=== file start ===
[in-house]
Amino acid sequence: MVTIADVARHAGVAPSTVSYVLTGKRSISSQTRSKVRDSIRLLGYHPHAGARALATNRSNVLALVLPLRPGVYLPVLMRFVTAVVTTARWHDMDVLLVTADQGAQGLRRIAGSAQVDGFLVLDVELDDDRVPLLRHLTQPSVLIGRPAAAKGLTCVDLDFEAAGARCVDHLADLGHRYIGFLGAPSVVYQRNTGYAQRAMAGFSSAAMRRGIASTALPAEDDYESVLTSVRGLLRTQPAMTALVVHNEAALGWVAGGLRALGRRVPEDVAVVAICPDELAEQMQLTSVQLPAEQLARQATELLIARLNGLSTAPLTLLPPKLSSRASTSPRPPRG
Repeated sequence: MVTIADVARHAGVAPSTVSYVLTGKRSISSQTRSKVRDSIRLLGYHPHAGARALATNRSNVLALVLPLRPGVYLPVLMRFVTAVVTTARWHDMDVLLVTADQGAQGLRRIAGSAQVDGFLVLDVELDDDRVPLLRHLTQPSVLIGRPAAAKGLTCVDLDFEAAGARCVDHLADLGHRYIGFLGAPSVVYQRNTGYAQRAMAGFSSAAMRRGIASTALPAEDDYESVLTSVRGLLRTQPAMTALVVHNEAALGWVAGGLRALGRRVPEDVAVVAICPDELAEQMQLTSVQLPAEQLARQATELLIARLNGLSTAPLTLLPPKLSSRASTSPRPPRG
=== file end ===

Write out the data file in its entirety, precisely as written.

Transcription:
[in-house]
Amino acid sequence: MVTIADVARHAGVAPSTVSYVLTGKRSISSQTRSKVRDSIRLLGYHPHAGARALATNRSNVLALVLPLRPGVYLPVLMRFVTAVVTTARWHDMDVLLVTADQGAQGLRRIAGSAQVDGFLVLDVELDDDRVPLLRHLTQPSVLIGRPAAAKGLTCVDLDFEAAGARCVDHLADLGHRYIGFLGAPSVVYQRNTGYAQRAMAGFSSAAMRRGIASTALPAEDDYESVLTSVRGLLRTQPAMTALVVHNEAALGWVAGGLRALGRRVPEDVAVVAICPDELAEQMQLTSVQLPAEQLARQATELLIARLNGLSTAPLTLLPPKLSSRASTSPRPPRG
Repeated sequence: MVTIADVARHAGVAPSTVSYVLTGKRSISSQTRSKVRDSIRLLGYHPHAGARALATNRSNVLALVLPLRPGVYLPVLMRFVTAVVTTARWHDMDVLLVTADQGAQGLRRIAGSAQVDGFLVLDVELDDDRVPLLRHLTQPSVLIGRPAAAKGLTCVDLDFEAAGARCVDHLADLGHRYIGFLGAPSVVYQRNTGYAQRAMAGFSSAAMRRGIASTALPAEDDYESVLTSVRGLLRTQPAMTALVVHNEAALGWVAGGLRALGRRVPEDVAVVAICPDELAEQMQLTSVQLPAEQLARQATELLIARLNGLSTAPLTLLPPKLSSRASTSPRPPRG